I have 1,000 shares of IL&FS Transportation Networks Limited. I had bought these shares for Rs 280. How are the long-term prospects of this share? Should I hold them or book partial profits?
IL&FS Transportation Networks Limited (ITNL) is an infrastructure development and finance company which was incorporated in 2000 by IL&FS. ITNL develops, operates and maintains national and state highways, roads, flyovers and bridges. It is one of the largest private-sector BOT road operators in India.
The company has strong parentage support from IL&FS, whose shareholders include LIC, SBI, HDFC, Central Bank of India, CORIX Corporation of Japan and Abu Dhabi Investment Authority. Further, it operates in a high-growth sector. The Indian government plans to make massive investments in infrastructure in the coming years.
To strengthen its position as a leader in Indian transportation infrastructure industry and gain entry into the lucrative markets of Europe and Latin America, the company had in 2008 acquired Elsamex SA of Spain, a leading road maintenance company.
Recently in March 2010, the company debuted on the bourses via an initial public offering (IPO). Currently, the share is trading at a price of around Rs 358.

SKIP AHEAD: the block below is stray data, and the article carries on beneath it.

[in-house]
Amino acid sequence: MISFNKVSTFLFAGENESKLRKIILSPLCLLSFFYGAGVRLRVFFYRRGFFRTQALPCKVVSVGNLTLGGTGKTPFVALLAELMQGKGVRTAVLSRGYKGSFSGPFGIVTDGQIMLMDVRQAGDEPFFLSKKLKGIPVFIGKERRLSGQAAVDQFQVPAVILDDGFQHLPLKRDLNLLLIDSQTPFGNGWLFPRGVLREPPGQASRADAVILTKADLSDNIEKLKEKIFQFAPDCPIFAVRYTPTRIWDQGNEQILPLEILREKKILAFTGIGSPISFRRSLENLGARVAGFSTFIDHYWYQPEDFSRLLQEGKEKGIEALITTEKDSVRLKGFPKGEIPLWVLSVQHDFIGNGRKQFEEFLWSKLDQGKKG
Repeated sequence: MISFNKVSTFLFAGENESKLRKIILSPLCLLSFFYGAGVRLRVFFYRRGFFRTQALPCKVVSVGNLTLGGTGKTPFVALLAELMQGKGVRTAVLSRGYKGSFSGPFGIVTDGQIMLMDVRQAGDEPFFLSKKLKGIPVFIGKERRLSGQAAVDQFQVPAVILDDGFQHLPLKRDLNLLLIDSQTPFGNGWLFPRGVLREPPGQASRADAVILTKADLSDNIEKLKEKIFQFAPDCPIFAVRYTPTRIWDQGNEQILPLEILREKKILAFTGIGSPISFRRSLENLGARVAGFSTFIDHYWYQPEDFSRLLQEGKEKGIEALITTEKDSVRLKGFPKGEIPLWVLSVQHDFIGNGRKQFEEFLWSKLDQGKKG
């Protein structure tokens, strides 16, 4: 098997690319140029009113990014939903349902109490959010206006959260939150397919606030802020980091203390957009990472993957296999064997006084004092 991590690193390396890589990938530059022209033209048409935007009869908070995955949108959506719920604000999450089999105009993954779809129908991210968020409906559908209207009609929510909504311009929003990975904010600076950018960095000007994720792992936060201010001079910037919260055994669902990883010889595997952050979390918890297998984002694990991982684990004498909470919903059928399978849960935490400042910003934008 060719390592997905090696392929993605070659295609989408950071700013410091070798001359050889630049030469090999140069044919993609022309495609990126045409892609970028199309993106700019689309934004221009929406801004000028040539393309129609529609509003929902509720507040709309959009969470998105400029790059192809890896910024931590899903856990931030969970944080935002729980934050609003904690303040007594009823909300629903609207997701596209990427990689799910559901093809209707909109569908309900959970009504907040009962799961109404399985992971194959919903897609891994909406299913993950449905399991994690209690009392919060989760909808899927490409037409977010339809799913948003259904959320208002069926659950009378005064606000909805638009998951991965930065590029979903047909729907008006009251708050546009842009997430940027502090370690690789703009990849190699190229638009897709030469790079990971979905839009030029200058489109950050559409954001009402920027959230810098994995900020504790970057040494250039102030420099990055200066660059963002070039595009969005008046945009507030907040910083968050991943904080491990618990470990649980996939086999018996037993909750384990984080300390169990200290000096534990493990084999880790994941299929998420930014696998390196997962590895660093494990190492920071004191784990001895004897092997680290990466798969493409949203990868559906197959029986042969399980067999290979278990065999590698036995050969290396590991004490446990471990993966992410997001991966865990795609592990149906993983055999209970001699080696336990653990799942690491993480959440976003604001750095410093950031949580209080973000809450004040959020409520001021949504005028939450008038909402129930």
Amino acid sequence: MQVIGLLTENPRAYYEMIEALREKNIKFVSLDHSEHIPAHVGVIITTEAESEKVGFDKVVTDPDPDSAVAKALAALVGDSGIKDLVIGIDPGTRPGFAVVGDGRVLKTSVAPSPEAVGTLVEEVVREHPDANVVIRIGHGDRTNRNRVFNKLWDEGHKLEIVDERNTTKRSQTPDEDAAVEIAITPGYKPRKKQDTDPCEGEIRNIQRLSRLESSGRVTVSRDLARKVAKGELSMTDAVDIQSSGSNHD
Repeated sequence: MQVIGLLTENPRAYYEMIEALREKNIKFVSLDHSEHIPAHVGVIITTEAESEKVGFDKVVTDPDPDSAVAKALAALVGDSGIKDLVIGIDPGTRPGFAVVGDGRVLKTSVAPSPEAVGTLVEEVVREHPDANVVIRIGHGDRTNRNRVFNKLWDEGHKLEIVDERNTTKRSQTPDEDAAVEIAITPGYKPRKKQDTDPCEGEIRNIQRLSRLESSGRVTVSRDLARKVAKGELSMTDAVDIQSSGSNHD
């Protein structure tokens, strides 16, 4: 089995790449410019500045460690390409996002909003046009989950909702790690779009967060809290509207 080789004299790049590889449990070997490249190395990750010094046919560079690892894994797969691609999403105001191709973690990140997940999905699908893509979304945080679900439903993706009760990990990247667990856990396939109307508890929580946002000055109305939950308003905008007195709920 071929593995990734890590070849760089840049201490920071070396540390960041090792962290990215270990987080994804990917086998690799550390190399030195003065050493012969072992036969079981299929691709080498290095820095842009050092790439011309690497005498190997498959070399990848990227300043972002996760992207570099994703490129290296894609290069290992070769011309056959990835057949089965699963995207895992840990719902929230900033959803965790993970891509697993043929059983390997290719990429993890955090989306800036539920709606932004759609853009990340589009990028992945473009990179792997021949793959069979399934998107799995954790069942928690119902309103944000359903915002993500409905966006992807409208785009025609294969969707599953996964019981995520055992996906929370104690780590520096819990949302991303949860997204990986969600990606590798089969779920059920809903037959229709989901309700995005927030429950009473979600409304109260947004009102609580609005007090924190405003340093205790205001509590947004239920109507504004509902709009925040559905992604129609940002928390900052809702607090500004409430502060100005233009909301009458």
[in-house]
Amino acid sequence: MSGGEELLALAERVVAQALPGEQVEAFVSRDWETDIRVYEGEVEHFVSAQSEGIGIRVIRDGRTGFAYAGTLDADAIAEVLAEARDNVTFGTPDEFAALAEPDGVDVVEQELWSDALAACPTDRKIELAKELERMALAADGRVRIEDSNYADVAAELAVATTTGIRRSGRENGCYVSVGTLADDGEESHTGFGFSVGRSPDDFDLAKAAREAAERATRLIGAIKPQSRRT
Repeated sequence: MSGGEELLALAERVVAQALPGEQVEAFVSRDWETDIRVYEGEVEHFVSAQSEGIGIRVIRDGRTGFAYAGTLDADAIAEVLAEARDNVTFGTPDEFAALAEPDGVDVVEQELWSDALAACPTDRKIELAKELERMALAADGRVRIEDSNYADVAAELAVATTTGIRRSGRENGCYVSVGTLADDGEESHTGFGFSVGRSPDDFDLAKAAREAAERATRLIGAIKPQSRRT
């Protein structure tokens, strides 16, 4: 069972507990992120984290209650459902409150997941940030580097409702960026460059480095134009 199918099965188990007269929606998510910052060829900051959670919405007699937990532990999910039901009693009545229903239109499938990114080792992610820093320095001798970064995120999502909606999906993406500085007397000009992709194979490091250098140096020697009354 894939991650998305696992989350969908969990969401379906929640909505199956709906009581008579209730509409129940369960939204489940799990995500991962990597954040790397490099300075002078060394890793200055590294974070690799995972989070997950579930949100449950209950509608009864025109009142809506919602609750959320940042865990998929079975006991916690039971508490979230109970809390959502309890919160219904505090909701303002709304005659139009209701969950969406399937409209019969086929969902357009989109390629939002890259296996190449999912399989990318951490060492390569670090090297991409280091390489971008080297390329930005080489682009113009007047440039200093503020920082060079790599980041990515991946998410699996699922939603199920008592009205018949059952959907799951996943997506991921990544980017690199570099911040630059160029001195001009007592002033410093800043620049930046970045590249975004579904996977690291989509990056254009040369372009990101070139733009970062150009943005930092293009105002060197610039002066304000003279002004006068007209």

We at Value Research do not favour IPO investments in stocks and NFO (new fund offer) investments in mutual funds due to the risks associated with investing in new stocks and funds. Why should you take the risk of investing in a stock that does not have much of a past track record to go by when there are other proven names in the same industry, such as Larsen & Toubro, Lanco Infratech and JP Associate?
Since the stock in question has been listed on the stock exchange for just about six months, we feel that adequate data is not available for us to comment on its performance relative to its peers.
While the stock has several positives, there are also a few concerns. To a large extent, the company depends on government policies and plans. Moreover, it will depend on its recently acquired subsidiary to make a mark in foreign markets. A sudden change in government policies or poor performance by its subsidiary could have a negative impact on its business. Our answer to the second part of your question depends on why you wish to exit this stock. If you need the money, then you should not have invested in shares in the first place. Only money that you can spare for at least five years should be invested in equities. If you exit now or book profits partially, you will have to pay an additional cost in the form of short-term capital gains tax (STCG).
However, if you don`t need the money, we suggest that you stay invested for at least two to three years more. The infrastructure sector is expected to do well over the next five years. Wait for the stock to show some results and only then decide to hold or sell it.